There are two main attributes that attracts me the most as a Hot Wheels collector, which I couldn’t resist. The first is a real Hot Wheels car casting, one that is specially created for an acrylic display case, and second of all if its a Porsche. I am a sucker for these attributes, it’s a metaphor feeling where you can express to say “It is to die for”. The Hot Wheels Porsche 993 GT2 Gulf Racing HWC Special inherits these traits and its high desirability made me fork out a small fortune for it.
The Hot Wheels Porsche 993 GT2 is not something new, the main casting itself was first introduced in the Boulevard Car Culture series in 2013. It’s inception was developed by prominent designer Jun Imai, most notably the yellow Porsche 993 GT2 Boulevard series that came with full on details and real riders – although the taillight tampos are always out of place in an error state. The first casting itself was beauty, it ticked all the right boxes and even till date after more than 5 years has passed, the Porsche 993 GT2 Boulevard series is still in demand and highly sought, which increased its market value to 10 folds of the price it was retailed for.
What is it?
In the late 60s and early 70s, Gulf Racing emerged as a major force in world endurance sports car racing. Fan loved to watch the familiar blue and orange-liveried cars streak around the world’s most famous race circuits. Hot Wheels proudly pays tribute to this great racing team by presenting the stellar Porsche 993 GT2 in full Gulf Racing colours.
Specked in distinctive baby blue and orange high contrast livery, the iconic Gulf Racing colours could be recognize from a mile away. The Hot Wheels Porsche 993 GT2 Gulf Racing HWC Special was created as a tribute to the successful Gulf Racing team that took reign with some of the world’s greatest drivers during the 1960-70’s golden era of motorspot racing. Released through Hot Wheel’s Red Line Club, the Hot Wheels Porsche 993 GT2 Gulf Racing was part of the HWC Special edition with a limited production of 6000 pieces, numbered individually in a oval holographic sticker at the bottom case.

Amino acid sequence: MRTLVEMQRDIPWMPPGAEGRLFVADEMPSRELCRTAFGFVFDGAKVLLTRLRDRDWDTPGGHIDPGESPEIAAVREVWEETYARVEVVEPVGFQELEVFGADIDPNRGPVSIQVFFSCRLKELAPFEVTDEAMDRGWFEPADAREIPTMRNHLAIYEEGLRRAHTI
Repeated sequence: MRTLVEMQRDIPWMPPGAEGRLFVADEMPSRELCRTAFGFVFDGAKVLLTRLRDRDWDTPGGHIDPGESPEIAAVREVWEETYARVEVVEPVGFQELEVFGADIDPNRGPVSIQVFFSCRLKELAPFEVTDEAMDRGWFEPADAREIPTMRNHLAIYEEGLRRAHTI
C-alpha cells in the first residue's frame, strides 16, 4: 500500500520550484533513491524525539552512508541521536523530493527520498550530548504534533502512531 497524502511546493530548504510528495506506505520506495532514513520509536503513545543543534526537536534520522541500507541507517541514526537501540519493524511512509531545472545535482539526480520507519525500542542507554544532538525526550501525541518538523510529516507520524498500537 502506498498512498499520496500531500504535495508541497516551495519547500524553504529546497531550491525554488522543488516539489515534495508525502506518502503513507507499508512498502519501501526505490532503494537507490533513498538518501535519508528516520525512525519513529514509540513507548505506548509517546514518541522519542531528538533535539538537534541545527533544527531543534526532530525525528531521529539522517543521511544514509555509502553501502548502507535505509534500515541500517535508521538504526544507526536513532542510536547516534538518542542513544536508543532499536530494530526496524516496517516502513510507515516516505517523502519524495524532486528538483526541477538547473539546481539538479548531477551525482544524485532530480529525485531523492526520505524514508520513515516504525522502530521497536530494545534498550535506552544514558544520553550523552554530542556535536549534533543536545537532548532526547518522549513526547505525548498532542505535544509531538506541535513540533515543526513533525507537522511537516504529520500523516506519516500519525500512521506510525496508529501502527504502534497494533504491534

The car came in a white protected packaging box, encased in a secondary Gulf Racing themed box which houses the fragile acrylic case that is mostly recognized as the Hot Wheels “Toy Fair” case. The base is coloured is archetypal towards the Hot Wheels orange track, with the top resembling a racing track tarmac with white and red curb contrast details at the front. Embossed in between the car is a Hot Wheels logo, the details are imminent as you look closer.
Screwed in both ends of the case, holds the Porsche 993 GT2. It features a metal body on metal base, it has widened fenders and huge rear wing with air scoops in the struts, powder coated Gulf livery light blue and orange livery with full tamps, fat real riders RR8SP with copper gold chrome trims and Firestone tampo on rubber wheels. The combination is perfect in every way which is difficult to fault with, it was designed by Steve Vandervate, a designer who has worked on Imai’s original 993 GT2 casting effort.
The design combination of the Hot Wheels Porsche 993 GT2 Gulf Racing HWC Special is perfect in every way which is difficult to fault with, anyone could easily recognise it’s thorough efforts that has translated its initiatives into a highly desirable product, mainly because of its Gulf Racing livery. It was originally retailed for $20.00 USD (RM83), but now commands a premium between RM480 to RM550 ($116 to $133 USD) due to demand.
Despite its high resell value, not every 993 GT2 Gulf are equally perfect. I have observed across several loose and cased cars for sale, and majority I would say is poorly finished, notably the fenders which often shows minor chipping defects. The paint job is not great either, at a closer look, speckles of black paint from the window trim detailing could often be found on the light blue body due to poor masking, the contrast painting between the orange and blue is not as refined if you compare with Tarmac or Greenlight standard. However there are some pretty good ones finished in almost perfect condition, it depends on your luck. So if you’re a perfectionist and willing to fork out a small fortune, since these are no longer in production, I would suggest to inspect the car at a closer look before committing.